One of the most difficult things a person or family can experience is the traumatic loss of a loved one. A traumatic loss is unexpected, violent, or involves a person who should not yet die, like a child. For people who experience these losses, traditional therapy may be inadequate: the therapist may not understand the depth of the person’s pain, the setting may be too sterile, and there may be a push toward try psychotropic medications rather than nonmedical alternatives.
Dr. Joanne Cacciatore – senior sustainability scholar in the Julie Ann Wrigley Global Institute of Sustainability and associate professor in the School of Social Work – is developing a new approach. Her paper, Evaluating care farming as a means to care for those in trauma and grief, outlines her approach. Dr. Cacciatore operates the Selah Carefarm – C.A.R.E. stands for counseling, advocacy, research and education – which takes people into nature to hang out with and care for animals. Researchers know that engagement with nature has positive physiological effects. Even more, contact with animals lowers stress hormones (cortisol), heart rate, and blood pressure. Greencare therapy, of which care farming is an example, facilitates individuals’ interactions with nature with the intent of providing a health benefit.
In Dr. Cacciatore’s study, grieving parents and siblings visited a care farm housed on 10 acres in northern Arizona. Interventions took place during 10-hours spread over two consecutive days. Participants received traumatic grief counseling for four to six hours over those two days; during off hours they explored the nature spaces and interacted with and cared for the animals, including horses, donkeys, pigs, sheep, goats, dogs and cats. Each of the animals had been rescued from abuse, neglect, and/or homelessness, and they were allowed interact with people only as much as they chose. Participants were invited to hear the animals’ stories and to engage in rituals, such as creating a memorial rock to their loved one.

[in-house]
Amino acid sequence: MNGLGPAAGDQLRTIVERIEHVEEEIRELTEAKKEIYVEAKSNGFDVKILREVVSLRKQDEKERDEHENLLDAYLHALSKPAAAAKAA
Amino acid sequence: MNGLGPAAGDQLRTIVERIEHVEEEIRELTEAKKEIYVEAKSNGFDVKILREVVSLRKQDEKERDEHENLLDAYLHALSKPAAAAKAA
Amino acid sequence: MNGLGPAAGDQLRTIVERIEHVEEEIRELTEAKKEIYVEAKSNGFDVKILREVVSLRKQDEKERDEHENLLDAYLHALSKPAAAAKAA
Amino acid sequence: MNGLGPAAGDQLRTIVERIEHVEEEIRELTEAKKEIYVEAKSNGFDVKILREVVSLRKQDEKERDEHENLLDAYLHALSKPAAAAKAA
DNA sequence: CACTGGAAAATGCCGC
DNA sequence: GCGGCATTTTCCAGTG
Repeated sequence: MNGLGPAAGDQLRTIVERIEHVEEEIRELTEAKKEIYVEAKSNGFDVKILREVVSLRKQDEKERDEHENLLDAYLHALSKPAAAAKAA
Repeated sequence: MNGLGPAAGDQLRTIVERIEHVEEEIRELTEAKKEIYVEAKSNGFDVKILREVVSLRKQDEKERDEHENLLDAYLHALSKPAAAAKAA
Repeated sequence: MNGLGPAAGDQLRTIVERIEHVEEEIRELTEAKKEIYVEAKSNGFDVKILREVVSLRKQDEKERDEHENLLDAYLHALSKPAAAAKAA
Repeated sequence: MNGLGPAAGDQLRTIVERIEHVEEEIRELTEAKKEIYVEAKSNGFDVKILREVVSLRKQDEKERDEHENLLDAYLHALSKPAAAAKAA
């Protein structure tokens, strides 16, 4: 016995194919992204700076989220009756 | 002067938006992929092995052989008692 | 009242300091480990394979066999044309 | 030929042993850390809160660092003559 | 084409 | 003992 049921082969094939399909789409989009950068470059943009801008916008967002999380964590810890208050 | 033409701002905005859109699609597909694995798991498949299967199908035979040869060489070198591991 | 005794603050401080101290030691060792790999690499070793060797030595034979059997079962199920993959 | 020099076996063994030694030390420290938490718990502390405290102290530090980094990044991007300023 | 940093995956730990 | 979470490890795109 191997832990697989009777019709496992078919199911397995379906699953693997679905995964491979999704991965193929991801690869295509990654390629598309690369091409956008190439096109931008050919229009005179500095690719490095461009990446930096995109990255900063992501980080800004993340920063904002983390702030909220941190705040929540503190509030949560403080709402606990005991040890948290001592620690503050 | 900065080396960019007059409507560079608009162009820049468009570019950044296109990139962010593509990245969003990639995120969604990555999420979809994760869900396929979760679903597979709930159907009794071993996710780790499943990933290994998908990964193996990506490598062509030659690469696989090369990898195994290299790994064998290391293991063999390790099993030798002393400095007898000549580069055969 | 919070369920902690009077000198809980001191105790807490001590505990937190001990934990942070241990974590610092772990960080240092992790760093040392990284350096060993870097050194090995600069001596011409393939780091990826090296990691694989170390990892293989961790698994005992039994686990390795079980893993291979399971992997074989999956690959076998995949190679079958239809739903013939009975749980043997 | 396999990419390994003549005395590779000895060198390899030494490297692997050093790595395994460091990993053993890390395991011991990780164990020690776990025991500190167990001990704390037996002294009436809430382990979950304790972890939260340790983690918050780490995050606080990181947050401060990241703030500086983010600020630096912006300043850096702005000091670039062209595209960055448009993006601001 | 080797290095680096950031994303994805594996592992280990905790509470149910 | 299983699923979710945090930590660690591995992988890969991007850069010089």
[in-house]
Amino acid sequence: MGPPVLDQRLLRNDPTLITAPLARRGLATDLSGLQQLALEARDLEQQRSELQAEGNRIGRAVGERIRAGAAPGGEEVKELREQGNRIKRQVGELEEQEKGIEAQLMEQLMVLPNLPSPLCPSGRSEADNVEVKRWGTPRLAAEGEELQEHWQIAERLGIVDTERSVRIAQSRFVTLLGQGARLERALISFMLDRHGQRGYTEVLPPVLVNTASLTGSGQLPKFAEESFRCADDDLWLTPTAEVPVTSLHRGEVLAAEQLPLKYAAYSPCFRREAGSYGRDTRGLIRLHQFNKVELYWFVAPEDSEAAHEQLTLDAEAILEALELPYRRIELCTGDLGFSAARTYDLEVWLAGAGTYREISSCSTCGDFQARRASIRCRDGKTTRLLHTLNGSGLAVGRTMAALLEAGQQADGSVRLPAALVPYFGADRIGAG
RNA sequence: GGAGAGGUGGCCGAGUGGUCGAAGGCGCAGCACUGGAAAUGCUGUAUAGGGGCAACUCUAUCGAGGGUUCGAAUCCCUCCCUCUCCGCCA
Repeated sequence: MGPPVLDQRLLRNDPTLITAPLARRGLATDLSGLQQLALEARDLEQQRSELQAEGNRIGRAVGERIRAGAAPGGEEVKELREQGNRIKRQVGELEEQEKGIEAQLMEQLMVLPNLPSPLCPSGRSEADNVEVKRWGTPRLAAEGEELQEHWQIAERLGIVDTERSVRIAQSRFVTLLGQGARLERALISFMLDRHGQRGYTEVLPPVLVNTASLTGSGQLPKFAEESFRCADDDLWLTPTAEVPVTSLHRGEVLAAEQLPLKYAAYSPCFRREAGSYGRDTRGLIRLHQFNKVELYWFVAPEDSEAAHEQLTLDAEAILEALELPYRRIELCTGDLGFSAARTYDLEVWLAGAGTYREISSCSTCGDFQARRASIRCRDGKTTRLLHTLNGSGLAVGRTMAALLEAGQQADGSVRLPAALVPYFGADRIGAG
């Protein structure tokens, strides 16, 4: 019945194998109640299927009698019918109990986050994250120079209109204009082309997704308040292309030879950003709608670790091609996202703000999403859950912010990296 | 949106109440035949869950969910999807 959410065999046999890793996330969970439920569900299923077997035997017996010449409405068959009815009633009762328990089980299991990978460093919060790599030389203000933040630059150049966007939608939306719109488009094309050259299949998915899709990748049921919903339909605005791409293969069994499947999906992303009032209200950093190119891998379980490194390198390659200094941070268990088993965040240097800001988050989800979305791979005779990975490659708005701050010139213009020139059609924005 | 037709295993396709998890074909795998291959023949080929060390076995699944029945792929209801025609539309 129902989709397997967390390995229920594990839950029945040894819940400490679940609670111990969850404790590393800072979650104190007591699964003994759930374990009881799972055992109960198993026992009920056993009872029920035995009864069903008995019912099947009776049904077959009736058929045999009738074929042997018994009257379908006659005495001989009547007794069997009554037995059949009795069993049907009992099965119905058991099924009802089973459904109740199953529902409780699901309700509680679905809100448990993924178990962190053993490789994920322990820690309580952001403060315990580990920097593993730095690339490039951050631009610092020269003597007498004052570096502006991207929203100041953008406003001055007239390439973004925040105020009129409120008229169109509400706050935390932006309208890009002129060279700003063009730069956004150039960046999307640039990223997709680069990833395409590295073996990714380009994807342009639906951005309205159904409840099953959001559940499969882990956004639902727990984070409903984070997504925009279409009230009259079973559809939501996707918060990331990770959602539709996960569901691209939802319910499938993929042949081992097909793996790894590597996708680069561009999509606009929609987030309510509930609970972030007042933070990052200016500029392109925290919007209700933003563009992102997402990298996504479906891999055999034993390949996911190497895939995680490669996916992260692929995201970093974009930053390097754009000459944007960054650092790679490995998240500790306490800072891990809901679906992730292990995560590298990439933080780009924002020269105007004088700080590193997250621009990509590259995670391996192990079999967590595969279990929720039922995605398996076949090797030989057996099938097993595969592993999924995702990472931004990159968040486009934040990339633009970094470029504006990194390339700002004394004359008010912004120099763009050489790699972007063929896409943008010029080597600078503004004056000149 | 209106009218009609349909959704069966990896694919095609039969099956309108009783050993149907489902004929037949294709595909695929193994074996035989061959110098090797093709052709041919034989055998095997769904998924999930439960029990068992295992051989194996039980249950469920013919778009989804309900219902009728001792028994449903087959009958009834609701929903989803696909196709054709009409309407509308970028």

Qualitatively, participants reported a significant reduction of grief intensity between pre- and post-tests. Many said they felt very safe; safety is a feeling that is often lost after a traumatic event. Interacting with the animals after intensive therapy helped the people decompress, reflect on, and process the therapy. Participants felt connected to the animals, due to their shared history of trauma. In this paper, Dr. Cacciatore suggests bereavement support be personalized and take place within a therapeutic community separate from everyday life where participants are free to explore and process emotional trauma. More needs to be learned about these alternative therapies as a replacement for psychotropic medications for supporting people who are experiencing traumatic grief.